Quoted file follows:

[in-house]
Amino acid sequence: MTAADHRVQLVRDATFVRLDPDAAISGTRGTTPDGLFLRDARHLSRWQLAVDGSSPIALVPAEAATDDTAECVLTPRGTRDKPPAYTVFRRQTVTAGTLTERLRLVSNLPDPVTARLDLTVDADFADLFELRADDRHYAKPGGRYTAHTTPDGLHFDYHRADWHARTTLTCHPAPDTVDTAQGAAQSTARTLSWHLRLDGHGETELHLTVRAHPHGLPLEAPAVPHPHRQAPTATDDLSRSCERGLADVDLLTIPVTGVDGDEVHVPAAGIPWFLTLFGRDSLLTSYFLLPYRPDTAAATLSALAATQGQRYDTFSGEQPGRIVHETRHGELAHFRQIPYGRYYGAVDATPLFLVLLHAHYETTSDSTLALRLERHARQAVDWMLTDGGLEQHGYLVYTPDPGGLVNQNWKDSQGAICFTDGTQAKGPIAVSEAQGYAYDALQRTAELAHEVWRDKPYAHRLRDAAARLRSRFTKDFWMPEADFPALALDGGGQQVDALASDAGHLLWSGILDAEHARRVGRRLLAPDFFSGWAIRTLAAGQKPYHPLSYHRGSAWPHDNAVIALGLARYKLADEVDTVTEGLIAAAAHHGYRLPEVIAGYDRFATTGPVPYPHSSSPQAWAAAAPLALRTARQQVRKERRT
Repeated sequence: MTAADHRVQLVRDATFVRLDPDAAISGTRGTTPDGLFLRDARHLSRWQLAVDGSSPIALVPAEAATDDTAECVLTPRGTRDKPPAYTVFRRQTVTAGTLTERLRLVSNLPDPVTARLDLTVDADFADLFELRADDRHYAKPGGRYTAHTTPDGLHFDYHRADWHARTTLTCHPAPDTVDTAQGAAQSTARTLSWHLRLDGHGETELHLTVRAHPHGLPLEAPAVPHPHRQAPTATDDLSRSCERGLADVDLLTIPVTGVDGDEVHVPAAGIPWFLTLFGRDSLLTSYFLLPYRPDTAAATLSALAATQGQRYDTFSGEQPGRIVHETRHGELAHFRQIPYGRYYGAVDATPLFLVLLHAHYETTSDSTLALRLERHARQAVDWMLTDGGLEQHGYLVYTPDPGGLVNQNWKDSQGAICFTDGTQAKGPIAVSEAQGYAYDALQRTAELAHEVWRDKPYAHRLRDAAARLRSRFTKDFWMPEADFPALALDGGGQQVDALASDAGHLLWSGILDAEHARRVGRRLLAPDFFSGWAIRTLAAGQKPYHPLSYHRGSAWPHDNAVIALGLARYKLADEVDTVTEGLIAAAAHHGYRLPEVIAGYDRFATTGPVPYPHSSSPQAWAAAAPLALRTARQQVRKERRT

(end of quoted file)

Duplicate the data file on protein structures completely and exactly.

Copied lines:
[in-house]
Amino acid sequence: MTAADHRVQLVRDATFVRLDPDAAISGTRGTTPDGLFLRDARHLSRWQLAVDGSSPIALVPAEAATDDTAECVLTPRGTRDKPPAYTVFRRQTVTAGTLTERLRLVSNLPDPVTARLDLTVDADFADLFELRADDRHYAKPGGRYTAHTTPDGLHFDYHRADWHARTTLTCHPAPDTVDTAQGAAQSTARTLSWHLRLDGHGETELHLTVRAHPHGLPLEAPAVPHPHRQAPTATDDLSRSCERGLADVDLLTIPVTGVDGDEVHVPAAGIPWFLTLFGRDSLLTSYFLLPYRPDTAAATLSALAATQGQRYDTFSGEQPGRIVHETRHGELAHFRQIPYGRYYGAVDATPLFLVLLHAHYETTSDSTLALRLERHARQAVDWMLTDGGLEQHGYLVYTPDPGGLVNQNWKDSQGAICFTDGTQAKGPIAVSEAQGYAYDALQRTAELAHEVWRDKPYAHRLRDAAARLRSRFTKDFWMPEADFPALALDGGGQQVDALASDAGHLLWSGILDAEHARRVGRRLLAPDFFSGWAIRTLAAGQKPYHPLSYHRGSAWPHDNAVIALGLARYKLADEVDTVTEGLIAAAAHHGYRLPEVIAGYDRFATTGPVPYPHSSSPQAWAAAAPLALRTARQQVRKERRT
Repeated sequence: MTAADHRVQLVRDATFVRLDPDAAISGTRGTTPDGLFLRDARHLSRWQLAVDGSSPIALVPAEAATDDTAECVLTPRGTRDKPPAYTVFRRQTVTAGTLTERLRLVSNLPDPVTARLDLTVDADFADLFELRADDRHYAKPGGRYTAHTTPDGLHFDYHRADWHARTTLTCHPAPDTVDTAQGAAQSTARTLSWHLRLDGHGETELHLTVRAHPHGLPLEAPAVPHPHRQAPTATDDLSRSCERGLADVDLLTIPVTGVDGDEVHVPAAGIPWFLTLFGRDSLLTSYFLLPYRPDTAAATLSALAATQGQRYDTFSGEQPGRIVHETRHGELAHFRQIPYGRYYGAVDATPLFLVLLHAHYETTSDSTLALRLERHARQAVDWMLTDGGLEQHGYLVYTPDPGGLVNQNWKDSQGAICFTDGTQAKGPIAVSEAQGYAYDALQRTAELAHEVWRDKPYAHRLRDAAARLRSRFTKDFWMPEADFPALALDGGGQQVDALASDAGHLLWSGILDAEHARRVGRRLLAPDFFSGWAIRTLAAGQKPYHPLSYHRGSAWPHDNAVIALGLARYKLADEVDTVTEGLIAAAAHHGYRLPEVIAGYDRFATTGPVPYPHSSSPQAWAAAAPLALRTARQQVRKERRT